*Ask for what your child needs.  Unfortunately, schools don't seem to offer services, evaluations, or accommodations, without a parent asking.  I'm not sure why that is because I know that there are good therapists, teachers, and administrators out there.  As a parent, you have to ask.  If your child doesn't speak, you should be asking for a full speech and assistive tech eval.  If your child has sensory or fine motor issues, you need to ask for a complete OT evaluation and services.  I just found out this week that the school will take care of Sara's hearing testing because she failed the test at school.  (I sure wish I'd known that before I paid $45 to take her for an eval.)  As the school if they provide the service that your child needs or if they know someone that does.  Most schools will provide what you ask for.

*Understand that 99%  of the people you come in contact with love your child and want the best for them.  Yes.  There are definitely horror stories out there of mean, lazy, abusive, neglectful, or awful teachers.  They do exist.  But, the vast majority of us in the field are in it because we love the kids.  We want to see them succeed.  We want to help them reach their potential.  Like everyone else, we have off days.  We make mistakes.  There may be days that your kid comes home with some lunch on their face.  It doesn't mean we hate your child or we ignored them all day.  It just means we got really busy or we had an off day.

Even though I have no faith in Sara's teacher's ability to educate my child, I don't think she's a bad person.  I don't think she's trying to hold my child back or even that she's lazy.  I think she just has no idea how to appropriately teach my child.  I can't say anything bad about her as a person, even though I feel like her classroom is not the appropriate place for my child.

I have been in meetings where parents have insulted and degraded me as a person.  That's really not fair.  Even if you don't think that I am the best person to be teaching your child, you don't know me as a person.  I know that emotions run high when it comes to our kids.  Please try to remember that chances are that teacher is working as hard as she can to help your child--even if she's working on the wrong things or in the wrong way.  She is most likely going home exhausted from trying to help your child--even if she isn't succeeding.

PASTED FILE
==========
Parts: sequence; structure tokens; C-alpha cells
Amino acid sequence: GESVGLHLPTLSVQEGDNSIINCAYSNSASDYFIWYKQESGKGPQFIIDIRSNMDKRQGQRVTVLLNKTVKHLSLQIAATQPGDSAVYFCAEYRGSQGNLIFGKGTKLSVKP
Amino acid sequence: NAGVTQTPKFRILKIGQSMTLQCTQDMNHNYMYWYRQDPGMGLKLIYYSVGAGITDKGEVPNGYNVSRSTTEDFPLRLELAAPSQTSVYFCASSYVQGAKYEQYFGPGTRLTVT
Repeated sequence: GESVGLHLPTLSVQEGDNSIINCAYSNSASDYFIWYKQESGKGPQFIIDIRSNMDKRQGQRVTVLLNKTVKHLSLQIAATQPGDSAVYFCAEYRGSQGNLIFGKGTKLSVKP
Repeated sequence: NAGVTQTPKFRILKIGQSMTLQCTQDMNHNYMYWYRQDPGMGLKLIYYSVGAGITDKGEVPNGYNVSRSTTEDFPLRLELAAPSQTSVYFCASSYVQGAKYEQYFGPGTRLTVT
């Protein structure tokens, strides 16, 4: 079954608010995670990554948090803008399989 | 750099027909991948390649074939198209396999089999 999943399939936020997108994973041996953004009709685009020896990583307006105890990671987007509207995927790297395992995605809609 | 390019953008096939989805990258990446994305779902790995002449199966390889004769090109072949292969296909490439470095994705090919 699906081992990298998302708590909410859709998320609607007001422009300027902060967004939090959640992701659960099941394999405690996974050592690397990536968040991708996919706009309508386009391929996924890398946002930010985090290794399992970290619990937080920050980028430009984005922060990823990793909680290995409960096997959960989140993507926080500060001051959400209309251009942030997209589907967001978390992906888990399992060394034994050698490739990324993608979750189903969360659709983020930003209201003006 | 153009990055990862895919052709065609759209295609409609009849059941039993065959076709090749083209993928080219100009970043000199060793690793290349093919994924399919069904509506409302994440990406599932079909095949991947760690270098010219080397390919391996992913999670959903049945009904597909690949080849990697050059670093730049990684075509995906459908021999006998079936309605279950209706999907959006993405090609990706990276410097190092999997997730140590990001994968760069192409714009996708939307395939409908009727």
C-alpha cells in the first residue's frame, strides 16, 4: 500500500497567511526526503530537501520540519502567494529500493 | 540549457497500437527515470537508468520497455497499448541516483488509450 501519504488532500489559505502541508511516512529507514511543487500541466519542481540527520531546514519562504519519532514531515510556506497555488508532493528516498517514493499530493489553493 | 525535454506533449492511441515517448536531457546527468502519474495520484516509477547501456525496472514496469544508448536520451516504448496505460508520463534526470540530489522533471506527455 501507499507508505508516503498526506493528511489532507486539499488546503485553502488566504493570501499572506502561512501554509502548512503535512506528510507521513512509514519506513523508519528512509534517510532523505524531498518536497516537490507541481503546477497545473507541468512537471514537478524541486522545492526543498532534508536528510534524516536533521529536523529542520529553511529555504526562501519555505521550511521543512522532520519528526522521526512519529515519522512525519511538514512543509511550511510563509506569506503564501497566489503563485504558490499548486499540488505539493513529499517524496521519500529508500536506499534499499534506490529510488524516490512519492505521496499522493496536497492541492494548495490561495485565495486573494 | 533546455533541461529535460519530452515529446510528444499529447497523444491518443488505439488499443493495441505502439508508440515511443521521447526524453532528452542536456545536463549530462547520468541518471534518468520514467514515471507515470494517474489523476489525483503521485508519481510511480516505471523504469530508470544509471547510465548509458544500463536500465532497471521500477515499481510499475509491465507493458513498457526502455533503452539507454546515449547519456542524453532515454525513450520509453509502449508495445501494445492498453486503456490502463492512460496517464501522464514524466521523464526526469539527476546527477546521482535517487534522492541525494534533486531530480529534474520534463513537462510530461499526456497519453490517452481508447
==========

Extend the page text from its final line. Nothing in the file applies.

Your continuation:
I am sure that I will learn more lessons as I walk down this path.  Even writing this post has been a good reminder for me.  I am not fighting AGAINST a school district or teacher.  I am fighting FOR my child.   

What lessons have you learned that will help me (and other) navigate this crazy educational journey?  


  1. I have learned many things over the years; fortunately, I also knew a lot of the laws, etc. that apply to Sped since I worked for NY state at the Office for MR & DD (no longer called that) for many yrs. I was the " Service Coordinator" for many children and attended MANY mtgs. But, having an advocate is one of the BEST things you can do - even if they are just there to witness the mtg. Then it's not YOUR word against THEIRS'. If you can possibly have the father attend (I know this isn't possible for all), they seem to sit up and take notice. But, if Sped is new to you, try to find someone that knows more than you!
    Meet the teacher in person - not just thru the notebook. You'll find that knowing each other helps with communication - you're not just writing to some name. Make friends with the SW if there is one in the school -she can be a big help.
    I think you addressed most of the concerns - and I'm sure you''ll find more as you go along. I think you are doing a FANTASTIC job.
    Love, Mom/Nana

  2. This is really good to know! We are working toward adopting SN kids, but even outside of that scenario, these social skills are good. The idea of being for, not against, covers every strong relationship. Thanks for taking the time to write this out.